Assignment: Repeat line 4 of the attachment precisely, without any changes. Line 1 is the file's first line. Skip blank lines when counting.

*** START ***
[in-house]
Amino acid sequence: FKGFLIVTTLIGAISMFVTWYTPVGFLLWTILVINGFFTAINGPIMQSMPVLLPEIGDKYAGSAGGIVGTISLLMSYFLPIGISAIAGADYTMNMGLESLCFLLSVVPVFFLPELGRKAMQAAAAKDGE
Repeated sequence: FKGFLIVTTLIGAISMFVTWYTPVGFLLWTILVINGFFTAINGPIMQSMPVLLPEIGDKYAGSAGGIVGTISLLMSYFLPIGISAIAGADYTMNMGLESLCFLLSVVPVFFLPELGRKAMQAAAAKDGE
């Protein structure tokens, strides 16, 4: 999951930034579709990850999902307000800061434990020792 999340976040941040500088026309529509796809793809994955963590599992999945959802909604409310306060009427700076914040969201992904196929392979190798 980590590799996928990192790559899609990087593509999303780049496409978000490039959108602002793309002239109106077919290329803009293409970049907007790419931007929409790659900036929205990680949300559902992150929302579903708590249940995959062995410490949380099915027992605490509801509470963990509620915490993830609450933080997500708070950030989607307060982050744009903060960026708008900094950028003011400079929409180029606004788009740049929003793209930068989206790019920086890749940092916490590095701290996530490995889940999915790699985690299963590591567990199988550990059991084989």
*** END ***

């Protein structure tokens, strides 16, 4: 999951930034579709990850999902307000800061434990020792 999340976040941040500088026309529509796809793809994955963590599992999945959802909604409310306060009427700076914040969201992904196929392979190798 980590590799996928990192790559899609990087593509999303780049496409978000490039959108602002793309002239109106077919290329803009293409970049907007790419931007929409790659900036929205990680949300559902992150929302579903708590249940995959062995410490949380099915027992605490509801509470963990509620915490993830609450933080997500708070950030989607307060982050744009903060960026708008900094950028003011400079929409180029606004788009740049929003793209930068989206790019920086890749940092916490590095701290996530490995889940999915790699985690299963590591567990199988550990059991084989």